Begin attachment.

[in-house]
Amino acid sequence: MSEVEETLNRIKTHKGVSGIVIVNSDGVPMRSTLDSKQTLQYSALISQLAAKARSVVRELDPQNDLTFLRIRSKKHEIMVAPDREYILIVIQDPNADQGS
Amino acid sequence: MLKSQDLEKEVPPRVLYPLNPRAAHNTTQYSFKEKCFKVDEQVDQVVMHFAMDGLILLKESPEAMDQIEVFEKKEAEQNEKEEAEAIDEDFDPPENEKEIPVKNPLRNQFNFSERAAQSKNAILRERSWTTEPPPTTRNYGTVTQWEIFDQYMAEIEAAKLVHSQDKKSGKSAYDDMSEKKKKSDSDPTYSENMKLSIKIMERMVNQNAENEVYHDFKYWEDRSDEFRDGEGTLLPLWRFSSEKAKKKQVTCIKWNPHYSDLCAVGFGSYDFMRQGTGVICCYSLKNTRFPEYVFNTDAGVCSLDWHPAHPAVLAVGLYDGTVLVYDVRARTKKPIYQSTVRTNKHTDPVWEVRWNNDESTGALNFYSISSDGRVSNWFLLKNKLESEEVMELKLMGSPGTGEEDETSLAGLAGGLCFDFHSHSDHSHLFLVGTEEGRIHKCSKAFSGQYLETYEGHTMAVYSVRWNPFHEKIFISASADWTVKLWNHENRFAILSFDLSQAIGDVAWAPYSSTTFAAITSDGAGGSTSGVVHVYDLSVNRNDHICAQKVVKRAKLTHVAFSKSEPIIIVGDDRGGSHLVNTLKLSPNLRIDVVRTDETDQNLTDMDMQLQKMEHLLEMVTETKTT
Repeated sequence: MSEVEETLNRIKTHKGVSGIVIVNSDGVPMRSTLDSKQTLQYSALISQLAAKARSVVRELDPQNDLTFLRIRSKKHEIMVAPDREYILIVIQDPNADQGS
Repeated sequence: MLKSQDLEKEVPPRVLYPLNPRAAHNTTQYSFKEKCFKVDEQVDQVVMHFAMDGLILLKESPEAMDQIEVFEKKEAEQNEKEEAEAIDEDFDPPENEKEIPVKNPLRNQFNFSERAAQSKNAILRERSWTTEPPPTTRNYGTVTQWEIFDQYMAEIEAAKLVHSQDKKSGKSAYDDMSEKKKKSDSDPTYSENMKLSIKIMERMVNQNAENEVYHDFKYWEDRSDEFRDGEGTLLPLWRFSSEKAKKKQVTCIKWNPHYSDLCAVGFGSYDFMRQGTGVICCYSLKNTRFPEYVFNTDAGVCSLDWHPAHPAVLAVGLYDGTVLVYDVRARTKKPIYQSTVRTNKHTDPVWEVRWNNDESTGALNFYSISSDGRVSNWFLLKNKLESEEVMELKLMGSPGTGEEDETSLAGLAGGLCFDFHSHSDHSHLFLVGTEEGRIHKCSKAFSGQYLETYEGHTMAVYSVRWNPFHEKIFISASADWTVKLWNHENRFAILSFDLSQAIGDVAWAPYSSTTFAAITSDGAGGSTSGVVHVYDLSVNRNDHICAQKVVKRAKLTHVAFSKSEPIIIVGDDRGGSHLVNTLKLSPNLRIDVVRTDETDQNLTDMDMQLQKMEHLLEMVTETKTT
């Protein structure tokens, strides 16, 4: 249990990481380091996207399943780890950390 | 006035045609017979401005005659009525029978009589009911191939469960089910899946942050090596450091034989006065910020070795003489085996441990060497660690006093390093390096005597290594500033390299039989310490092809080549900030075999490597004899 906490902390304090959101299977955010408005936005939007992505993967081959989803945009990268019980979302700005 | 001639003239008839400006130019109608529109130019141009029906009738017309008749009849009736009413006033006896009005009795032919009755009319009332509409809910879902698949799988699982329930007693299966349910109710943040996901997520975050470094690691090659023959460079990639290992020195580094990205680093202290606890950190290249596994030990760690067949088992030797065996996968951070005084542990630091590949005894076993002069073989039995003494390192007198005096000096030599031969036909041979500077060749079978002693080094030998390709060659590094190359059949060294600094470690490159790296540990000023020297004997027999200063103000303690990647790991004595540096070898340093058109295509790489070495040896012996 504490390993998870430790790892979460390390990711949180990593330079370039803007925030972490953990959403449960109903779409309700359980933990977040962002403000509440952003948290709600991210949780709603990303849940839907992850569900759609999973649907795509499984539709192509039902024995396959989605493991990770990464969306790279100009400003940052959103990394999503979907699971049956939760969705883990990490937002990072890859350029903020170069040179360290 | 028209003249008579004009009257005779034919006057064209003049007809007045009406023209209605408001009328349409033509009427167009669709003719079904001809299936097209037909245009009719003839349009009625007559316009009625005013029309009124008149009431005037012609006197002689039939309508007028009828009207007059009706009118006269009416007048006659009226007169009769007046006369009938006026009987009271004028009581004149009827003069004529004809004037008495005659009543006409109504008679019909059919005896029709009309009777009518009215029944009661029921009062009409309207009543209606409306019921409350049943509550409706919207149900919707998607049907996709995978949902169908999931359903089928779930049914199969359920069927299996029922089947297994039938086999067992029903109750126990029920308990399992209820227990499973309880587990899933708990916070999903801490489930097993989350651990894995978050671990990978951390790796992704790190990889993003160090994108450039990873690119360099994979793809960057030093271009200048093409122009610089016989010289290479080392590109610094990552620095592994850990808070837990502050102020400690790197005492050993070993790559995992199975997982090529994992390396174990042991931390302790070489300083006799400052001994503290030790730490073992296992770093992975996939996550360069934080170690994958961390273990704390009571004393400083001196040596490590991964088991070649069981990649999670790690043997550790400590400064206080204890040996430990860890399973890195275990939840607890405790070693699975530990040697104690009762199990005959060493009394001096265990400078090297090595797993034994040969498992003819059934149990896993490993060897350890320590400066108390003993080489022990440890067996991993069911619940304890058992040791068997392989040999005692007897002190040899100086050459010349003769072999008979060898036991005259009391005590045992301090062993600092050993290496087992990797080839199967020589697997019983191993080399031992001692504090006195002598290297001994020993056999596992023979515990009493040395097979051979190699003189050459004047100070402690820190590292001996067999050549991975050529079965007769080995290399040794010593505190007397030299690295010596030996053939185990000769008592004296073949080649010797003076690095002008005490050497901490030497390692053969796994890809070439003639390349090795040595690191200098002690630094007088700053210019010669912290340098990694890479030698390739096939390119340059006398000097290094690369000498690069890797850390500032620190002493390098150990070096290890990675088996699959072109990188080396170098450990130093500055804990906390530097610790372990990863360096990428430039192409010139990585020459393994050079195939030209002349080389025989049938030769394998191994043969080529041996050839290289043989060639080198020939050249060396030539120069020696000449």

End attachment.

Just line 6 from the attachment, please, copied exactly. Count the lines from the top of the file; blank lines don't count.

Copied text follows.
């Protein structure tokens, strides 16, 4: 249990990481380091996207399943780890950390 | 006035045609017979401005005659009525029978009589009911191939469960089910899946942050090596450091034989006065910020070795003489085996441990060497660690006093390093390096005597290594500033390299039989310490092809080549900030075999490597004899 906490902390304090959101299977955010408005936005939007992505993967081959989803945009990268019980979302700005 | 001639003239008839400006130019109608529109130019141009029906009738017309008749009849009736009413006033006896009005009795032919009755009319009332509409809910879902698949799988699982329930007693299966349910109710943040996901997520975050470094690691090659023959460079990639290992020195580094990205680093202290606890950190290249596994030990760690067949088992030797065996996968951070005084542990630091590949005894076993002069073989039995003494390192007198005096000096030599031969036909041979500077060749079978002693080094030998390709060659590094190359059949060294600094470690490159790296540990000023020297004997027999200063103000303690990647790991004595540096070898340093058109295509790489070495040896012996 504490390993998870430790790892979460390390990711949180990593330079370039803007925030972490953990959403449960109903779409309700359980933990977040962002403000509440952003948290709600991210949780709603990303849940839907992850569900759609999973649907795509499984539709192509039902024995396959989605493991990770990464969306790279100009400003940052959103990394999503979907699971049956939760969705883990990490937002990072890859350029903020170069040179360290 | 028209003249008579004009009257005779034919006057064209003049007809007045009406023209209605408001009328349409033509009427167009669709003719079904001809299936097209037909245009009719003839349009009625007559316009009625005013029309009124008149009431005037012609006197002689039939309508007028009828009207007059009706009118006269009416007048006659009226007169009769007046006369009938006026009987009271004028009581004149009827003069004529004809004037008495005659009543006409109504008679019909059919005896029709009309009777009518009215029944009661029921009062009409309207009543209606409306019921409350049943509550409706919207149900919707998607049907996709995978949902169908999931359903089928779930049914199969359920069927299996029922089947297994039938086999067992029903109750126990029920308990399992209820227990499973309880587990899933708990916070999903801490489930097993989350651990894995978050671990990978951390790796992704790190990889993003160090994108450039990873690119360099994979793809960057030093271009200048093409122009610089016989010289290479080392590109610094990552620095592994850990808070837990502050102020400690790197005492050993070993790559995992199975997982090529994992390396174990042991931390302790070489300083006799400052001994503290030790730490073992296992770093992975996939996550360069934080170690994958961390273990704390009571004393400083001196040596490590991964088991070649069981990649999670790690043997550790400590400064206080204890040996430990860890399973890195275990939840607890405790070693699975530990040697104690009762199990005959060493009394001096265990400078090297090595797993034994040969498992003819059934149990896993490993060897350890320590400066108390003993080489022990440890067996991993069911619940304890058992040791068997392989040999005692007897002190040899100086050459010349003769072999008979060898036991005259009391005590045992301090062993600092050993290496087992990797080839199967020589697997019983191993080399031992001692504090006195002598290297001994020993056999596992023979515990009493040395097979051979190699003189050459004047100070402690820190590292001996067999050549991975050529079965007769080995290399040794010593505190007397030299690295010596030996053939185990000769008592004296073949080649010797003076690095002008005490050497901490030497390692053969796994890809070439003639390349090795040595690191200098002690630094007088700053210019010669912290340098990694890479030698390739096939390119340059006398000097290094690369000498690069890797850390500032620190002493390098150990070096290890990675088996699959072109990188080396170098450990130093500055804990906390530097610790372990990863360096990428430039192409010139990585020459393994050079195939030209002349080389025989049938030769394998191994043969080529041996050839290289043989060639080198020939050249060396030539120069020696000449």